Group Decision Making

Making decisions as a group is a key part of execution in a business. Group decision making is tricky because it implies group reasoning, which can be powerful but fraught with bias. There are clear patterns in group decision making and how a decision is reached. When making a group decision the responsibility must be collective1.

Aligning on a decision or resolving a methodological dispute

The “Goal-Problem-Solutions” framework is used to build alignment in a group. It’s particularly useful when there is a dispute on how to solve a problem. You focus first on what the goal is. When there is alignment on the goal you move to the problem(s). When the parties agree on the problems, then you can discuss solutions. This method is useful for clarifying the discussion around solutions which is typically where people start and have the most investment (“My idea is the best”). The method is sequential, and you should not jump to problems or solutions before solving the prior step(s). When smart people cannot agree on a solution its usually because they are not agreed on the goal or problem being solved2.

Rules of thumb for group decision making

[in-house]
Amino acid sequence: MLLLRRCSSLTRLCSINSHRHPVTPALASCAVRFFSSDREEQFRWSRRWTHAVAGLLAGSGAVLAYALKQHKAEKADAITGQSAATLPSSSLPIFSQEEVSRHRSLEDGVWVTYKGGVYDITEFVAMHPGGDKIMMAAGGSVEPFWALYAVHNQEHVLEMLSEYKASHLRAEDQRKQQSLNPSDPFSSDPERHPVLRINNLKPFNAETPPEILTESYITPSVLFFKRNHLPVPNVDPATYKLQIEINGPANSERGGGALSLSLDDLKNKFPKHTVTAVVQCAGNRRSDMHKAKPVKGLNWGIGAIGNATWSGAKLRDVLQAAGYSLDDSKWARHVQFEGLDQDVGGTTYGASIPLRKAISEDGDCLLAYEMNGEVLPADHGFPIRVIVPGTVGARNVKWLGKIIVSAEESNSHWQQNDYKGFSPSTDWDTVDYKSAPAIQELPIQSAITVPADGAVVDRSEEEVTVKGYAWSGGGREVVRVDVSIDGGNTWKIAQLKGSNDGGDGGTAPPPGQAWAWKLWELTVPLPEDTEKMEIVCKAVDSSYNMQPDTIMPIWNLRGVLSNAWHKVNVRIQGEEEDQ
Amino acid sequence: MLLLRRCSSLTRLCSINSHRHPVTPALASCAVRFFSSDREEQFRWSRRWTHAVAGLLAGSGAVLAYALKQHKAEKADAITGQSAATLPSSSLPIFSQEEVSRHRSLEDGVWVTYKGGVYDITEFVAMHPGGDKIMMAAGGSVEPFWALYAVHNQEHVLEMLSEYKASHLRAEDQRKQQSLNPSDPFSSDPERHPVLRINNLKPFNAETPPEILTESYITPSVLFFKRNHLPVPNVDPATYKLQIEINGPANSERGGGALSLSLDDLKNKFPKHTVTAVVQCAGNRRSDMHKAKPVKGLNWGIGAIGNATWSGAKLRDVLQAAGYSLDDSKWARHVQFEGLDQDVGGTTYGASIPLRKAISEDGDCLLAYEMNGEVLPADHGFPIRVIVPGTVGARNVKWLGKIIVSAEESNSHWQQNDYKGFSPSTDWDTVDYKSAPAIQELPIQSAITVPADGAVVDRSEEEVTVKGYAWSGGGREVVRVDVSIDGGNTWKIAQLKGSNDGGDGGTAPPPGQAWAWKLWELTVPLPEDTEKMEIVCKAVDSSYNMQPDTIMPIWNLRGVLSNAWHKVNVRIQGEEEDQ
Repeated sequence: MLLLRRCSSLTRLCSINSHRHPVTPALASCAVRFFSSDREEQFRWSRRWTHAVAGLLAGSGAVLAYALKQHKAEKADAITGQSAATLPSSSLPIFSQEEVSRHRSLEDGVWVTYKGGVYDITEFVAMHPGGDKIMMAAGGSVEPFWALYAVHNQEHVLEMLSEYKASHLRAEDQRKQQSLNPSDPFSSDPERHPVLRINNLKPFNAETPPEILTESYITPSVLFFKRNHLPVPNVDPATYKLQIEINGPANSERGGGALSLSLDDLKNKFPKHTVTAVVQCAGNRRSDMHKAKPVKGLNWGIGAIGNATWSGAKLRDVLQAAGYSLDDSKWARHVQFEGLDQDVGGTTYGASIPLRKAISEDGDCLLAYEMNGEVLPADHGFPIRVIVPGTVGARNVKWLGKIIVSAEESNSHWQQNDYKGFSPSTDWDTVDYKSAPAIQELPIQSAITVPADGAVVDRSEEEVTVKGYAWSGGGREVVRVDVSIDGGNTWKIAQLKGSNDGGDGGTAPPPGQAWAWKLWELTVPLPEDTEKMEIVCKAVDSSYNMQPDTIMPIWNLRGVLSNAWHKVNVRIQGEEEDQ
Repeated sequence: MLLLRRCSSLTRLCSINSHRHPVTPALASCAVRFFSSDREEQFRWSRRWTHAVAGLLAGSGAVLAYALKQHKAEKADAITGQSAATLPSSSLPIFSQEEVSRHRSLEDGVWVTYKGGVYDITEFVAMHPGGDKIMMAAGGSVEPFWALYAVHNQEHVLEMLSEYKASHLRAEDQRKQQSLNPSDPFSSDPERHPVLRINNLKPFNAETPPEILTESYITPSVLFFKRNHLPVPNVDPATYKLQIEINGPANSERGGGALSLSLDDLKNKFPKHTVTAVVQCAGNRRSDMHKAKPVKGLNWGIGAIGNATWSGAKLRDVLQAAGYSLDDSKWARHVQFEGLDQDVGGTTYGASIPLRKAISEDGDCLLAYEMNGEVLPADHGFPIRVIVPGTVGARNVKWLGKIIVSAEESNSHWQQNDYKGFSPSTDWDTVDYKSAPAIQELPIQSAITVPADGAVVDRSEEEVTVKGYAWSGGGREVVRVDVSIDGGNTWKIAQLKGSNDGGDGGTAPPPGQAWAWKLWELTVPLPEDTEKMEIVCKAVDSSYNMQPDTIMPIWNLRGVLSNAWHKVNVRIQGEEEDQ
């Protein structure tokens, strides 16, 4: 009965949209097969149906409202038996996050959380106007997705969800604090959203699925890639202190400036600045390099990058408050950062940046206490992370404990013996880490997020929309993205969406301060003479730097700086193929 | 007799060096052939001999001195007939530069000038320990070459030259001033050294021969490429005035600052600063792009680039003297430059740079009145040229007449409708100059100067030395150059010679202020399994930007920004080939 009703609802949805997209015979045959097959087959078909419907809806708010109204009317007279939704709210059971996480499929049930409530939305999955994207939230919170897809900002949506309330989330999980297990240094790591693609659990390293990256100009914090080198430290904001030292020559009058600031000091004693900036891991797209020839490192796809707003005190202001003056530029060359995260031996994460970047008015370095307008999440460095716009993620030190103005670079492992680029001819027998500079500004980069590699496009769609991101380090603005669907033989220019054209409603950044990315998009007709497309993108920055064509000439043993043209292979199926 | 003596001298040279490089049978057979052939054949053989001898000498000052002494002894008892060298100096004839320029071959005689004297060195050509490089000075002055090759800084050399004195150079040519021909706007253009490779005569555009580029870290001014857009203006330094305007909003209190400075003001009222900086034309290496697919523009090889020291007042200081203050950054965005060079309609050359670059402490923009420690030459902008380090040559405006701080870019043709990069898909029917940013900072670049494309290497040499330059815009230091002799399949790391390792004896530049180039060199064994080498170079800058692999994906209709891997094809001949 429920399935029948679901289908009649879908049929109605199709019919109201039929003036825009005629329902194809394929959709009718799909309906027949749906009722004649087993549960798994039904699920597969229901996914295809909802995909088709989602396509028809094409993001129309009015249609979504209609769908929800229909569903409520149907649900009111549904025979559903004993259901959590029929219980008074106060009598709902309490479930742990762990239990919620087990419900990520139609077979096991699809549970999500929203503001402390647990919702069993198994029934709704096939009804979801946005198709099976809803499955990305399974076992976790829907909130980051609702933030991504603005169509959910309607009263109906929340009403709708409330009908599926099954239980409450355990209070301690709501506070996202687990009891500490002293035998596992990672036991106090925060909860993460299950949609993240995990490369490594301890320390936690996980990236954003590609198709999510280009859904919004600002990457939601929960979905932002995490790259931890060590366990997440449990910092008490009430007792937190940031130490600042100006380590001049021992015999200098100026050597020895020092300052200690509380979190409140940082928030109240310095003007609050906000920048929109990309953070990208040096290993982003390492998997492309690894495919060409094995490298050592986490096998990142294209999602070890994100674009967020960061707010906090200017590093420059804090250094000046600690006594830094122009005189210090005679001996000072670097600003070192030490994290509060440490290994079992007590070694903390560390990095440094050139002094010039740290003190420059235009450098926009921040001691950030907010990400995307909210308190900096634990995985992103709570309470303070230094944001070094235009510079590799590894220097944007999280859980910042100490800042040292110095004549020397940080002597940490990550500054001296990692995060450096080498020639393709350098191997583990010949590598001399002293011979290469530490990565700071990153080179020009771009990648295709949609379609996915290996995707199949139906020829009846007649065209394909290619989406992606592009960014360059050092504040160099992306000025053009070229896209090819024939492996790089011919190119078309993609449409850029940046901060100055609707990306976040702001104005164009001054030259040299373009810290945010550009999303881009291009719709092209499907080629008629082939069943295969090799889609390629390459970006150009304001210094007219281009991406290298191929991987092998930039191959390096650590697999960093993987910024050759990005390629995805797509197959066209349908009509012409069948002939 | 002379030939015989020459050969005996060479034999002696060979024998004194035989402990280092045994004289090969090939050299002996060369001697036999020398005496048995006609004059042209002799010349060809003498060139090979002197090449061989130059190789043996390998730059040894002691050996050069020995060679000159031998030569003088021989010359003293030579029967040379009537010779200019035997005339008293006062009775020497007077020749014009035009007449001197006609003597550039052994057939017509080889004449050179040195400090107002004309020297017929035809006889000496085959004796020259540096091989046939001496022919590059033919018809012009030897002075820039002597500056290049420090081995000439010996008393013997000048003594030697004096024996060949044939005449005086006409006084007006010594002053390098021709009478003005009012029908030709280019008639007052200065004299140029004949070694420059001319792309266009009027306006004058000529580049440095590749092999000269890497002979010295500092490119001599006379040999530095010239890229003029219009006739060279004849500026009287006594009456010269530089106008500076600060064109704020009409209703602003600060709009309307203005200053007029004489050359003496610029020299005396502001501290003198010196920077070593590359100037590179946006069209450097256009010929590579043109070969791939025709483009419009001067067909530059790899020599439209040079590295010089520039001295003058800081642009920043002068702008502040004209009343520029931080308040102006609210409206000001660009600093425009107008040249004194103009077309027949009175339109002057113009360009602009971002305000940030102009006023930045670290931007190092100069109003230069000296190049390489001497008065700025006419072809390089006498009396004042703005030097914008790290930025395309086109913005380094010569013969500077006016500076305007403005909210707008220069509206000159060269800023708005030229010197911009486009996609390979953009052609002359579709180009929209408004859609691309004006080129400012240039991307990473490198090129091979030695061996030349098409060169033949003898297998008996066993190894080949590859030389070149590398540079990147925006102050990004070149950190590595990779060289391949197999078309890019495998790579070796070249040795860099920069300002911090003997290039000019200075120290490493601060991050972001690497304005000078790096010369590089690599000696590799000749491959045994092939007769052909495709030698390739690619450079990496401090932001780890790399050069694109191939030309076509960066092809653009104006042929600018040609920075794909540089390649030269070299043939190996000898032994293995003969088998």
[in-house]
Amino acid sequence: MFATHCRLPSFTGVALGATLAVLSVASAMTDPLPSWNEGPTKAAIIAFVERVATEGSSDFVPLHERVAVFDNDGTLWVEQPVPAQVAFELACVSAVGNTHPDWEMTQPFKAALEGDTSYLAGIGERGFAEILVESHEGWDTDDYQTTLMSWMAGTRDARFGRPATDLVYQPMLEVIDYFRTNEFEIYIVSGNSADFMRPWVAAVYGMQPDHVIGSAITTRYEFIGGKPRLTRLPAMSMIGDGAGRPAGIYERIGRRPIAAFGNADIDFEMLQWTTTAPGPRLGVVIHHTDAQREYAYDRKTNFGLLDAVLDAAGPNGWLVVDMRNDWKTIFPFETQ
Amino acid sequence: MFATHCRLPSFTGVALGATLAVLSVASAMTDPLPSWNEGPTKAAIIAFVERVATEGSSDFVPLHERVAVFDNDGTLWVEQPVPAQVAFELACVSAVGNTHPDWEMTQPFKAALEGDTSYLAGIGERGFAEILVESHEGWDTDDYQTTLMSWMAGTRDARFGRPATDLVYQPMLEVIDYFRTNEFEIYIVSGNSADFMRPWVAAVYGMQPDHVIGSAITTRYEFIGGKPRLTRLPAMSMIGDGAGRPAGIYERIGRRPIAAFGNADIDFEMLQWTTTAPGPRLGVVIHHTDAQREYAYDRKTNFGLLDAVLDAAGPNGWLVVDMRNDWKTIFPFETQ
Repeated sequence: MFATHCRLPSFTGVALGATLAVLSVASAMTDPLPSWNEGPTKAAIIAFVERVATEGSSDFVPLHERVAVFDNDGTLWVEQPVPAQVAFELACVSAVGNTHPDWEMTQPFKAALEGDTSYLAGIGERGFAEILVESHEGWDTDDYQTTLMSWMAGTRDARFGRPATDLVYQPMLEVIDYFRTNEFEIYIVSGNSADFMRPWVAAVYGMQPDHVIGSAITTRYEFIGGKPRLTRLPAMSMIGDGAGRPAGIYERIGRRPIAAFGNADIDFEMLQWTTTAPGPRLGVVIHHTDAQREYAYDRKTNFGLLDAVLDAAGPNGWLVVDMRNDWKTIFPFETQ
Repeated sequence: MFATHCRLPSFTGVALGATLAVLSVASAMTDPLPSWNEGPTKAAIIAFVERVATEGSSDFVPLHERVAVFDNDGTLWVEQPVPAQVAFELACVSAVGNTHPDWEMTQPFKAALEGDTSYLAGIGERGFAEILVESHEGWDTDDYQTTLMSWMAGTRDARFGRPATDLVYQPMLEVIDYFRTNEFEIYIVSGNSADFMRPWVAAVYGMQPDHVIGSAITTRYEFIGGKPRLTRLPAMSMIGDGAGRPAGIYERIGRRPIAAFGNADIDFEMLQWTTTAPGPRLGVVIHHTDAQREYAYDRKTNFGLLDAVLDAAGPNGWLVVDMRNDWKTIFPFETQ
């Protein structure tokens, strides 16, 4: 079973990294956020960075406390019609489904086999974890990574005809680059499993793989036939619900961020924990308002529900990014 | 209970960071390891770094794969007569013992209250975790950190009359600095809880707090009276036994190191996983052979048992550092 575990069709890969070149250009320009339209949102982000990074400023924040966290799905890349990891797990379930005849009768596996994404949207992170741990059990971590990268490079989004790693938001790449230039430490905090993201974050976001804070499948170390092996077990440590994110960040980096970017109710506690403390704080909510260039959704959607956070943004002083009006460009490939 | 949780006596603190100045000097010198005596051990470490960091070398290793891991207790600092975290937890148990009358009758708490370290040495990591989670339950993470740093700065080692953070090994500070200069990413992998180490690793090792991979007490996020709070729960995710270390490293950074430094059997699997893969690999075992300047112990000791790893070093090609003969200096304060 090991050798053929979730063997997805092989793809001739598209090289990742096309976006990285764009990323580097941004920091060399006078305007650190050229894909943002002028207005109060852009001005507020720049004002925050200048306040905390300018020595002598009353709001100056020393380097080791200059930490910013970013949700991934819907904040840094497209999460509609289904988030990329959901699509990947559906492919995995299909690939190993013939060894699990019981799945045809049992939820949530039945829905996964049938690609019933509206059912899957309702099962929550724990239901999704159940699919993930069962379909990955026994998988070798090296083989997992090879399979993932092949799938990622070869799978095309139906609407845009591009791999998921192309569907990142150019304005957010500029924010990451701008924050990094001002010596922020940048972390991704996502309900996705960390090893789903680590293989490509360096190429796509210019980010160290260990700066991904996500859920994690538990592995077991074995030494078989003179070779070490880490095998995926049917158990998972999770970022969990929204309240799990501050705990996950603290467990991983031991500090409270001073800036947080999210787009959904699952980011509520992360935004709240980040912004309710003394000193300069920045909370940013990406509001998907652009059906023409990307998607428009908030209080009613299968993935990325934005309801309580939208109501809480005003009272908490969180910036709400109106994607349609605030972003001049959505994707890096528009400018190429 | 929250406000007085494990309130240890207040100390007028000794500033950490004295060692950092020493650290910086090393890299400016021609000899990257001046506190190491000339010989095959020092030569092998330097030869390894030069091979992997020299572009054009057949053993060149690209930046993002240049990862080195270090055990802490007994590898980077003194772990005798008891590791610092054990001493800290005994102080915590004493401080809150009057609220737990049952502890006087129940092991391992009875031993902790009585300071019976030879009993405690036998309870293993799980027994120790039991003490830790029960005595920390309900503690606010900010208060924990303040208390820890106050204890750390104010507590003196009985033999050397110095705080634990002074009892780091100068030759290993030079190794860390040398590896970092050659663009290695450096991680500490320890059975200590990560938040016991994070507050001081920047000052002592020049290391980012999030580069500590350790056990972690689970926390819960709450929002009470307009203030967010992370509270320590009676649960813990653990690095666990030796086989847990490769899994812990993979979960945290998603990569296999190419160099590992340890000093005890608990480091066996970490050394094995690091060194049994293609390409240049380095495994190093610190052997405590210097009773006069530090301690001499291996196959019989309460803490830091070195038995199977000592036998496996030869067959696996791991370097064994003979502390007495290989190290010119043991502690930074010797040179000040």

When an important decision is needed, aim for a 3-5 people, with a heterogenous make up1. When work is rote and structured, a homogenous group will out perform a heterogenous one1. Appoint a strategic dissenter to play devils advocate1. Collect opinions individually and anonymously and then aggregate to avoid biases1. Experts can distort the group’s decision, make sure their opinion is framed on a particular topic and positioned correctly for the group to avoid this1.

Costs per reasonable decision

One observation about decision making in organization is the hidden cost of making reasonable and small decision. For example. if the culture of the organization requires a meeting to decide an option that is interchangeable and small (say requires 1 hour of work), but the meeting involves an hour of decision making between 4 individuals, you’ve added 4 four workers to 1 hour of “real” work.

In order to avoid this problem, decisions should be small, safe-to-fail and made autonomously. High-level strategic decisions will set course for the org for months/years3.


References

1.
Emmerling, T. & Rooders, D. 7 Strategies for Better Group Decision-Making. Harvard business review (2020).
2.
SaaSy, S. Goals, Problems, Solutions. Stay saasy Blog at https://staysaasy.com/management/2021/07/24/goals-problems-solutions.html (2021).
3.
Cutler, J. Cost Per Reasonable Decision (CPRD). @johncutlefish’s blog Blog at https://cutle.fish/blog/cost-per-reasonable-decision-cprd (2018).

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